The 8 first video games ever made

While the decades seem very long to us mere mortals, video games have only really been a part of human culture for a tiny part of our history. It all started in the mid 1900s.



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Early computers didn’t even have screens, so it follows that early video games would also be quite unrecognizable by today’s standards. We’ve rounded up some of the very first ones here for you to enjoy.

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8 The Sumerian game

  • Creator:
    Mabel Addis, William McKay, Mabel Addis

  • Platform:
    IBM 7090

  • Exit:
    1962

The Sumerian game was one of the very first educational games for the public. It is a text-based strategy game in which the player must manage his land and resources in a city in Sumer in the year 3500 BCE. It was impressively complex, with past decisions informing the future of players’ society and random disasters occurring to shake things up.

The Sumerian game was eventually discontinued, but was developed in 1971 by David H. Ahl as a game called Hamurabi, which inspired many early city builders and strategy games.

seven Space war!

  • Creator:
    Steve Russell

  • Platform:
    DEC PDP-1

  • Exit:
    1962

We may all know Space Invaders as the first space video game, but Spacewar! came out over a decade earlier! In this game, two players control two spaceships and fight each other inside a gravity well.

Space war! was originally designed for a computer at Massachusetts Institute of Technology, and after its creation, other students and employees worked on the game. It became popular enough that they installed copies of the game on other computers. other computers – that’s Spacewar! the very first video game to be played on multiple computers.


6 Tennis for two

  • Creator:
    William Higinbotham

  • Platform:
    Oscilloscope

  • Exit:
    1958

Tennis For Two was one of the first sports video games and one of the first video games designed to entertain rather than educate, aid the military, or demonstrate the power of technology.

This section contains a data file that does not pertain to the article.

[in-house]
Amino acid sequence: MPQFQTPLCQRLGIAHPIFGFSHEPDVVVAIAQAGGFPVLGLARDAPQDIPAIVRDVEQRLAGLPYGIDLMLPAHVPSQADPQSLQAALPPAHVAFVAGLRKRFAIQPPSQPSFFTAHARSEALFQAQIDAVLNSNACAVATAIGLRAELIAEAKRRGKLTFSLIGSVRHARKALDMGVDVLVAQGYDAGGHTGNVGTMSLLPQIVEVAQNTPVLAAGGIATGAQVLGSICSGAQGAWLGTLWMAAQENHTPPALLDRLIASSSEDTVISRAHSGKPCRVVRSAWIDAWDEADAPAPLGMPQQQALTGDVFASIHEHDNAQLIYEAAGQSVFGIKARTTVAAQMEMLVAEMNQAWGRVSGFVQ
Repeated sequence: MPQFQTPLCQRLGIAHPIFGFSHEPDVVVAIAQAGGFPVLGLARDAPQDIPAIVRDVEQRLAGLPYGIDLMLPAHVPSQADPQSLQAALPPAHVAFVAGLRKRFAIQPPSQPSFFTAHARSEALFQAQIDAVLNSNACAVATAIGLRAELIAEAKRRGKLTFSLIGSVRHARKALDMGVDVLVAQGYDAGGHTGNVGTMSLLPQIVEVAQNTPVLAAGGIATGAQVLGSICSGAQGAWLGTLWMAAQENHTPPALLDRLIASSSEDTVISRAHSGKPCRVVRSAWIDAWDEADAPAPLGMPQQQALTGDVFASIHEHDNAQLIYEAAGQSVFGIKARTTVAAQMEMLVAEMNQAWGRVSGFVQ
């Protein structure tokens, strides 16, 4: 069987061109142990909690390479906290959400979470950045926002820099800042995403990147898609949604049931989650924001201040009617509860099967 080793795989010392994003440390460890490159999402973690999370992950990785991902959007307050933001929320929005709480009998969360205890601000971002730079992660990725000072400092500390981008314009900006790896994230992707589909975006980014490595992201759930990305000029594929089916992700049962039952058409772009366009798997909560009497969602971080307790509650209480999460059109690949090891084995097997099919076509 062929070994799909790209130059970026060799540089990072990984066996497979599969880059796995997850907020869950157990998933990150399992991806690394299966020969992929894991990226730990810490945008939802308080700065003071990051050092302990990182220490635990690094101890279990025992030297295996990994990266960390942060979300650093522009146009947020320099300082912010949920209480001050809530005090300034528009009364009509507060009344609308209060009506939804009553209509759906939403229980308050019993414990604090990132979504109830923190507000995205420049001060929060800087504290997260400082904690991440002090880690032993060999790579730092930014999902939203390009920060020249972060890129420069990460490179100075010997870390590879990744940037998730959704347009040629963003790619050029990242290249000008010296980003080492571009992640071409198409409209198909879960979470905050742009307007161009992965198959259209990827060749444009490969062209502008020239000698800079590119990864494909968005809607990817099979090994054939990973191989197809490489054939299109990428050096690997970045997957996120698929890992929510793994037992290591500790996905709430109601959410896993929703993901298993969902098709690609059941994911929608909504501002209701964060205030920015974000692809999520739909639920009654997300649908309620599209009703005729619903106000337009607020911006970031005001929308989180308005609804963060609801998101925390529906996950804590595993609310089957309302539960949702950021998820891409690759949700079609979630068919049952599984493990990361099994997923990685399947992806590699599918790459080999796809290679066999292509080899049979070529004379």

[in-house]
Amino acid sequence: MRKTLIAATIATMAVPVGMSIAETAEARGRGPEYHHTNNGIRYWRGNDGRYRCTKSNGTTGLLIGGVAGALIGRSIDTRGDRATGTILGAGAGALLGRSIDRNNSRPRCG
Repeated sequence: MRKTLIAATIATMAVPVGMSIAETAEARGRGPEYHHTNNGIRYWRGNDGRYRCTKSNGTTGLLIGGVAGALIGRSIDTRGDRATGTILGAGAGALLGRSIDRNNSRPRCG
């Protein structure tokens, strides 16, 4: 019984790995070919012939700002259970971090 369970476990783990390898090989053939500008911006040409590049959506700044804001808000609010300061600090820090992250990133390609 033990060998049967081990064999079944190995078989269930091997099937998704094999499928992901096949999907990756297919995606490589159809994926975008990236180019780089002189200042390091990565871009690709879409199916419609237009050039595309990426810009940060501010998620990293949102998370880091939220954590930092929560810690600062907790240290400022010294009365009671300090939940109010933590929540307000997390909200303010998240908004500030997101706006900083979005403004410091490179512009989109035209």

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For the start of a tennis match, it was quite impressive! It could simulate the trajectories and take into account the wind resistance on the ground. It was first shown at the public exhibit at Brookhaven National Laboratory, then it was shown again the following year and at that time it was also able to simulate different levels of gravity.


5 Swimming pool

  • Creators:
    William Brown, Ted Lewis

  • Platform:
    MIDSAC

  • Exit:
    1954

Billiards (also called snooker in some parts of the world) is also a game in real life, but much more important than tic-tac-toe or checkers. The first electronic version was made for demonstration at the University of Michigan.

Some early video games that mimicked real-world games had limited AI – early chess games, for example, couldn’t really compete with a human or play the way it was meant to be played – but this pool game had the 15 balls, a billiard stick that could be fully controlled and calculated the realistic trajectories of the balls as they moved and collided with each other.


4 Carmonette

  • Creator:
    U.S. Office of Operational Research and Richard E. Zimmerman

  • Platform:
    computer

  • Exit:
    1953

Carmonette stands for Combined ARms Computer Model, and it was a combat simulator. The player can experience a number of situations including intercepting enemy aircraft and countering opposing armies.

There were four Carmonette games in 1970, and each added more complex situations and unique player modes, such as night vision, infantry, and armed helicopters.

3 Drafts

  • Creator:
    Christophe Strachey

  • Platform:
    The ACE Pilot

  • Exit:
    1952

Drafts (known in some parts of the world as checkers) is another tabletop game that has been adapted for early screens. Two players compete to capture each other’s pieces by moving them diagonally past each other on a square checkered board.

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The version Strachey created is significant not only for being one of the first working video games, but also because it was the very first computer game designed for a general computer, and not a machine specifically designed to play the game. .

2 Bertie the Brain

  • Creator:
    Joseph Kates

  • Platform:
    Bertie the Brain

  • Exit:
    1950

Bertie the Brain was one of the very first video games ever made. It was developed by Kates in Toronto for the Canadian National Exhibition that year and was really only meant to show off the power and potential of computers.

Can you guess what kind of game it was? People could approach the massive computer and use a keyboard to play tic-tac-toe against an AI. Many of the earliest video games were replicas of tic-tac-toe. We won’t list them here since we’ve already covered tic-tac toe, but they are worth noting. An example is the game OXO; it was produced by AS Douglas in 1952.

1 Nimatron

  • Creators:
    Edward Condon, Gerald L. Tawney, Willard A. Derr

  • Platform:
    The Nimatron

  • Exit:
    1940

Have you ever played the game ‘Nim’? Basically, imagine you have a few rows of objects. On your turn, you can pick up as many items as you want, and you and another player go back and forth. Depending on the rules you follow, either you want the other player to take the last item, or you want to be the one to take the last item. Humans have played versions of it since ancient times.

The Nimatron was a computer designed to play Nim with you. He represented objects with light bulbs. 11 years later, he inspired John Makepeace Bennett and Raymond Stuart-Williams to create the Nimrod, another computer that could play Nim (but much better).

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